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The Best Films From TIFF 2018

 

TIFF 2018 is over, but the past two weeks have seen the screening of some spectacular films. Here are the best and most talked about movies of the season, from A Star is Born to Roma.

The biggest festival of its kind in North America has established itself over the years as one of the highlights of the movie-going calendar as well as a guaranteed precursor for awards hype. Things proved to be no different this year as TIFF welcomed exciting premieres – both worldwide and for North America – of much talked about movies across budgets, genres and star power.

But, now the dust has settled, what emerges as the top of the pack? Here are the best and most talked about films from Toronto 2018, including a few surprises that nobody saw coming.

A Star is Born

Bradley Cooper’s reboot of the classic Hollywood story was not the most universally acclaimed film of TIFF but it was easily the most talked about, not to mention the most beloved by those who latched onto it. Coming off the backs of its rapturously received premiere at the Venice Film Festival, A Star Is Born proved to be irresistible to many and cemented Cooper’s status both as an actor and an up-and-coming director. The star of the title, pop diva Lady Gaga, also garnered rave reviews for her first major leading role in a film. Oscar talk was impossible to avoid for A Star is Born, which proved to be just as popular with audiences who literally queued around the block for a chance to see it.

Watch: A Star Is Born Trailer

Roma

Days before it premiered to Toronto audiences, Alfonso Cuarón's semi-autobiographical drama Roma won the top prize, the Golden Lion, at the Venice Film Festival. The Netflix exclusive found similar levels of enthusiasm from TIFF critics, with the black-and-white drama inspired by Cuarón's own childhood becoming a runner-up in the festival's People's Choice Award. Netflix had a number of films screen at TIFF, including Outlaw King starring Chris Pine, but this one was their undisputed champion at the festival and could signal a major breakthrough for the streaming service's path to Hollywood critical legitimacy.

Watch: Roma Trailer

Widows

Steve McQueen’s follow-up to 12 Years a Slave had much obvious crowd-pleasing appeal thanks to its heist set-up but the drama, starring Viola Davis and Colin Farrell among others, had much more bubbling beneath the surface. Widows, a remake of a British mini-series written by crime author Lynda LaPlante, had a creative team to die for: Oscar winner McQueen, Gone Girl author Gillian Flynn, multiple Oscar-winning and nominated actors, a score by Hans Zimmer, and much more. The twists and turns of this story of a group of widowed women who decide to finish the job that killed their bank robber husbands kept even the most cynical audiences on their toes.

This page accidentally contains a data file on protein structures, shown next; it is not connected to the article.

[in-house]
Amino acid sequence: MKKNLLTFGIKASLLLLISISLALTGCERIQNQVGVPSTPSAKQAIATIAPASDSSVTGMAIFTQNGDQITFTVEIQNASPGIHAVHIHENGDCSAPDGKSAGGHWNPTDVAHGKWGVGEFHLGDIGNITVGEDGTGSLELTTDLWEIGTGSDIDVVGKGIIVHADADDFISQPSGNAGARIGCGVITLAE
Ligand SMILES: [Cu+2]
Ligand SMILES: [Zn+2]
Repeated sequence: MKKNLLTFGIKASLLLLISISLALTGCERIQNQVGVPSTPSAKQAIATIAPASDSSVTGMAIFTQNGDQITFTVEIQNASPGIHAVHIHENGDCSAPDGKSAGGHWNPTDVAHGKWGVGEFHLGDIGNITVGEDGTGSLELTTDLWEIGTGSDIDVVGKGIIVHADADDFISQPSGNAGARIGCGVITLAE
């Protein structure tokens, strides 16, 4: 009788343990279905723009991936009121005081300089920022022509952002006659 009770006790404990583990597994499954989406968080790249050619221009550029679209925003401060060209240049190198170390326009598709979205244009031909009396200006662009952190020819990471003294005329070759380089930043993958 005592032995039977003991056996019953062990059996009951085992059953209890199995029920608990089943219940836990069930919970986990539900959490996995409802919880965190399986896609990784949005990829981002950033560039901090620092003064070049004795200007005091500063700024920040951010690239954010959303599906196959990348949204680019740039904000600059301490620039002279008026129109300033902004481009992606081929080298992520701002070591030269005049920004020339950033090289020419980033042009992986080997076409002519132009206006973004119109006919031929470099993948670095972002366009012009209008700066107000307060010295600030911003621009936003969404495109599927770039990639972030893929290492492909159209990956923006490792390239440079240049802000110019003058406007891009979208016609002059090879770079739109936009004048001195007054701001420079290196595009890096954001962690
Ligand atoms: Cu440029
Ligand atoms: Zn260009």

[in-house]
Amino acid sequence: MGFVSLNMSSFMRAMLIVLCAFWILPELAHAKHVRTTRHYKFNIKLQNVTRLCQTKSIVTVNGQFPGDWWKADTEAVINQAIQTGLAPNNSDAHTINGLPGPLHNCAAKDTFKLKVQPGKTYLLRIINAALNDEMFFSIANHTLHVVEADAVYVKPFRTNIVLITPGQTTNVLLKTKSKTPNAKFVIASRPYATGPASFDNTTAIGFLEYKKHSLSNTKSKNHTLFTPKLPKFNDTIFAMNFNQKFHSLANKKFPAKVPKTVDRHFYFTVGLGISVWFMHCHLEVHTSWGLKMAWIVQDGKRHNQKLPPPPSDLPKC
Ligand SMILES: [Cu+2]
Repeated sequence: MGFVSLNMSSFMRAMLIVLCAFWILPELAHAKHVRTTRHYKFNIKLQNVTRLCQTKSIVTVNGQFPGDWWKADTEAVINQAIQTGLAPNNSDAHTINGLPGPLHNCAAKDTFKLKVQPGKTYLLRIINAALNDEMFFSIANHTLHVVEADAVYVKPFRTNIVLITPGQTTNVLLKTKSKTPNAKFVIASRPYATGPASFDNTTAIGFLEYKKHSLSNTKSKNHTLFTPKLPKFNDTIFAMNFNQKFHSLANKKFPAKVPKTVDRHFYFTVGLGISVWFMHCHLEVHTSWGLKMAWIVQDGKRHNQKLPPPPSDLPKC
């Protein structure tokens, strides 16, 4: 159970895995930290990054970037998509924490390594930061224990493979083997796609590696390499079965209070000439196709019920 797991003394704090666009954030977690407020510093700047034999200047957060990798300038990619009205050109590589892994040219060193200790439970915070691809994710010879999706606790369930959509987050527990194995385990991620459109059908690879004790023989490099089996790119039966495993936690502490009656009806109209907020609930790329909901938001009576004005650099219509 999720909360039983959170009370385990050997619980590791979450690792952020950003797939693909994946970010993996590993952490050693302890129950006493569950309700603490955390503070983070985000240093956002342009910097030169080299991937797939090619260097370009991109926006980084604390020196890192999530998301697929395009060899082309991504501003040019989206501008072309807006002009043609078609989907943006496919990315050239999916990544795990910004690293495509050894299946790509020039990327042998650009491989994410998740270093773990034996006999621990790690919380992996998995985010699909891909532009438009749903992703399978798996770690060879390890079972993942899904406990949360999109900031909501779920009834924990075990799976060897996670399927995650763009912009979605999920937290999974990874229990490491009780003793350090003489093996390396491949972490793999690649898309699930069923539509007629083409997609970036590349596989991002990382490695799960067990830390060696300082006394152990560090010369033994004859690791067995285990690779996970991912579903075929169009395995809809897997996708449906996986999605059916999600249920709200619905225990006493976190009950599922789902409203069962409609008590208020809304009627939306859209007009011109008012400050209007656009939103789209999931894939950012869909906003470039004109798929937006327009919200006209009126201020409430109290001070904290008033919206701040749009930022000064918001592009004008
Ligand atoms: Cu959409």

Watch: Widows Trailer

Green Book

Many had expected an obvious crowd-pleaser like A Star is Born or a clearer critical darling like Roma to take home TIFF’s coveted People’s Choice Award. The award, voted on by audiences who attend the festival, is often taken as something of an Oscar predictor (previous winners have included La La Land, Room, The Imitation Game and Three Billboards Outside Ebbing, Missouri). This year, much to the surprise of many, audiences chose Green Book.

Going into the festival, many critics had preemptively written off the film as a dud. And, in fairness, the trailer had been uninspiring and director Peter Farrelly was better known for gross-out broad comedies like Dumb and Dumber. Green Book, however, proved to be a highly appealing mainstream drama. With Mahershala Ali and Viggo Mortensen in the two lead roles, the film retells a true story of jazz pianist Don Shirley and his tour through the American Deep South with his driver. It seems audiences were hungry for an old-school crowd pleaser.

Watch: Green Book Trailer

If Beale Street Could Talk

Barry Jenkins, fresh from the triumph of Moonlight, broke ground by making the first film ever to be adapted from the work of legendary writer James Baldwin. While his adaptation of the classic novel If Beale Street Could Talk, about a young black woman trying to prove the innocence of her fiancé who has been falsely accused of rape, was a quiet and elegiac story, it remained highly popular with audiences. It even took home second place in the People's Choice Award.

Watch: If Beale Street Could Talk Trailer

Page 2 of 2: Five More Great Films From TIFF 2018

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